Cleaning Dental Implants

Flossing Dental ImplantSingle tooth implants can be brushed and flossed just like normal teeth. When two or more implants are tied together, special implements will be needed for daily cleaning. Bridge threaders are plastic needles that floss is threaded through the eye of the needle. The threader is passed under the bridgework, then the floss can be manipulated normally after that. Interdental Brush ImplantTiny brushes that look like baby bottle brushes are attached to handles and are a great way to get between teeth in areas that are accessible. A water pik can be used to clean food particles out from underneath a denture or bridge. It is important to use it on a low setting in order not to cause any damage to the gums that surround the implants. A water pik is not strong enough to clean plaque so a brush and floss is still mandatory. When a professional cleaning is done, it is important to let the dental hygienist know that you have dental implants. Special titanium cleaning instruments are necessary. Use of dissimilar metals can cause corrosion of the titanium implant surface. With proper home care, implants can last for many years.

Dental Implant Restoration

implant restoration Once an implant has had time to heal and an abutment (the metal post that protrudes through the gums) has been placed, it is now time to make the implant look and function like a tooth. Depending on how many teeth need to be replaced and how many implants are present will determine how the area will be restored. For a single tooth, it’s just a matter of constructing a conventional crown (cap). For a section of missing teeth, a row of teeth can be made and screwed into the abutments. For patients who are needing all of their teeth in a particular arch (upper or lower) replaced, there are a number of options available. If two implants are placed, then the abutments can be placed that have little balls that look like trailer hitches. Then “O” rings are placed inside the denture to allow it to snap onto the implant abutments. Although this setup doesn’t hold the denture in rigidly, it does keep it from shifting laterally, greatly improving function. If four or more abutments are present, then special clips can be placed in the denture that can hold the denture in fairly firmly. The denture can then be unclipped to allow for easy cleaning underneath. The other alternative is to screw the denture directly to the abutments. This way, the denture is rigidly held in place and is as close to having one’s natural teeth.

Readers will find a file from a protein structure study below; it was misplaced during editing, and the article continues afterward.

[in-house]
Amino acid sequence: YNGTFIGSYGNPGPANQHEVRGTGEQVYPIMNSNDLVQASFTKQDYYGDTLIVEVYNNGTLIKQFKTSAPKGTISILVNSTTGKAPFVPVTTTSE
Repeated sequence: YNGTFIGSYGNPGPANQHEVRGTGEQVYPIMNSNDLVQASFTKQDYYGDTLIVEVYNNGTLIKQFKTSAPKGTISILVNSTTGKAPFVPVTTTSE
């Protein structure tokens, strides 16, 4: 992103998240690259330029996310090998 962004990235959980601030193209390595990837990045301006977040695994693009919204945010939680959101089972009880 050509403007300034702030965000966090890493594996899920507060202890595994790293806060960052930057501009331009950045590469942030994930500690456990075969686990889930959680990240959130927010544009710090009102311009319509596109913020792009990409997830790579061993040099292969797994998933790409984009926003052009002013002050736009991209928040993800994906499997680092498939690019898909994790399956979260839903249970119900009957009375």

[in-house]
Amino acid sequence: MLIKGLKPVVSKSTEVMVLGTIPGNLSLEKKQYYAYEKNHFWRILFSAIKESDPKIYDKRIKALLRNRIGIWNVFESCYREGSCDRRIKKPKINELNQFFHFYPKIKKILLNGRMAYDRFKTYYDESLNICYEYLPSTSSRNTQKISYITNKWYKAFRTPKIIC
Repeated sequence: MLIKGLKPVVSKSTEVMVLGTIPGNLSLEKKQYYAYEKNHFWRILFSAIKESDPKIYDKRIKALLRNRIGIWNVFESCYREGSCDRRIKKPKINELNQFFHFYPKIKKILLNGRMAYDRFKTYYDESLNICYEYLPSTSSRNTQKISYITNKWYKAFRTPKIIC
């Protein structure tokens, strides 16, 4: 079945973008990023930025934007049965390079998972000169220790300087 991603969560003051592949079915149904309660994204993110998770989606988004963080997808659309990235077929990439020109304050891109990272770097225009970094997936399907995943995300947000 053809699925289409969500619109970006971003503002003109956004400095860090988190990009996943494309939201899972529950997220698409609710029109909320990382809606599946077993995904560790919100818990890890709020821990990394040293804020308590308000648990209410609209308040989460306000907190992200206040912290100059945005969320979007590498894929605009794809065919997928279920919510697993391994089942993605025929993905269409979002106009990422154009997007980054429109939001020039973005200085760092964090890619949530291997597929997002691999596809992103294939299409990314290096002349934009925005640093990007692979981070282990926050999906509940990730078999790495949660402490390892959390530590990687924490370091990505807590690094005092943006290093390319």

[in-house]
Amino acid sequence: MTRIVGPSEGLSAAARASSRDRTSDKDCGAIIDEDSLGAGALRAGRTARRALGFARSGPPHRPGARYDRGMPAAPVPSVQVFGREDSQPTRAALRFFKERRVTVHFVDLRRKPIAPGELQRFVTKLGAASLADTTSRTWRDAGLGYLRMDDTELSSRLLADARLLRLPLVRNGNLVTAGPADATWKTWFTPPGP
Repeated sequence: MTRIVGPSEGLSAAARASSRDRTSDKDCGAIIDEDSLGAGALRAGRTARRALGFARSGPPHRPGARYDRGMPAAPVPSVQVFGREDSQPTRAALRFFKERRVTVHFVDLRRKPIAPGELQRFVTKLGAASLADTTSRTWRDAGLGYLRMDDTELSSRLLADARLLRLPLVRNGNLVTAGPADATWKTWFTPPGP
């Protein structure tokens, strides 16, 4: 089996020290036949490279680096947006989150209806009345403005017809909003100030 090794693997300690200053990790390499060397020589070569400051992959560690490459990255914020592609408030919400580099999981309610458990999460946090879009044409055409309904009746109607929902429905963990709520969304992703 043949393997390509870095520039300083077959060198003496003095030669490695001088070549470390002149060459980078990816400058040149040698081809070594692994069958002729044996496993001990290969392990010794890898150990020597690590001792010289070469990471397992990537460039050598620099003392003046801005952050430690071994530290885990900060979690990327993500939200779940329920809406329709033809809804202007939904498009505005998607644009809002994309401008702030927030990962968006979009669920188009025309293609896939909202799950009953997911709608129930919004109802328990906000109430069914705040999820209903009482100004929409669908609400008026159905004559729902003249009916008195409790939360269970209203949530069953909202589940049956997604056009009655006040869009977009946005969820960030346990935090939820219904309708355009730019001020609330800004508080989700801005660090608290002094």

Dental Implant Abutments

Implant AbutmentOnce an implant has healed for a few months it is ready to restore. The implant has healed undisturbed for a number of months under the gums. At this point, the implant must be uncovered. It’s a simple procedure that can be done under a local anesthetic and results in only minimal gum soreness that can be eased with an anti-inflammatory such as ibuprofen. A healing cap is placed over the exposed implant so that the gums can heal around the area. Now it’s time to choose an abutment. An abutment is a post that attaches to the implant and protrudes through the gums. This provides a platform for a crown (cap) to be attached to the implant. If the implant was able to be placed in the bone relatively straight compared to the adjacent teeth, then a standard abutment can be placed on the same day. Otherwise, an impression (mold) of the mouth must be taken and a custom abutment would need to be constructed at a lab. The abutment is placed by tightening a screw to a specified torque. The implant is now ready to restore into a new tooth.

Bone Grafts For Dental Implants

Sinus Lift Bone Graft BeforeSinus Lift Bone Graft AfterDental implants need a minimum amount of bone to be sturdy enough to handle the stresses of biting and chewing. For those patients who lack adequate bone in areas where they have lost teeth, not all hope is lost. We now have very successful bone grafting techniques that can add enough bone to allow placement of an implant. In the back of the upper arch lies the maxillary sinus. It is not unusual to be short of bone in this area. A technique is now available where a small window of bone is removed and the membrane that lines the sinus cavity is raised up and bone graft material is placed in the resulting space. After a few months, new bone will grow in replacing the graft material. Then, the area is good to go for placing an implant. On a front teeth, when a tooth is removed, the bone tends to sink in when it heals. This makes it difficult at best to get a good cosmetic result around the gum line. By cutting out a block of cortical bone (the smooth hard bone on the outside of the jaw) from far back in the jaw bone and placing it over the defect, the sunken area can be corrected within a few months and will be ready to place the implant.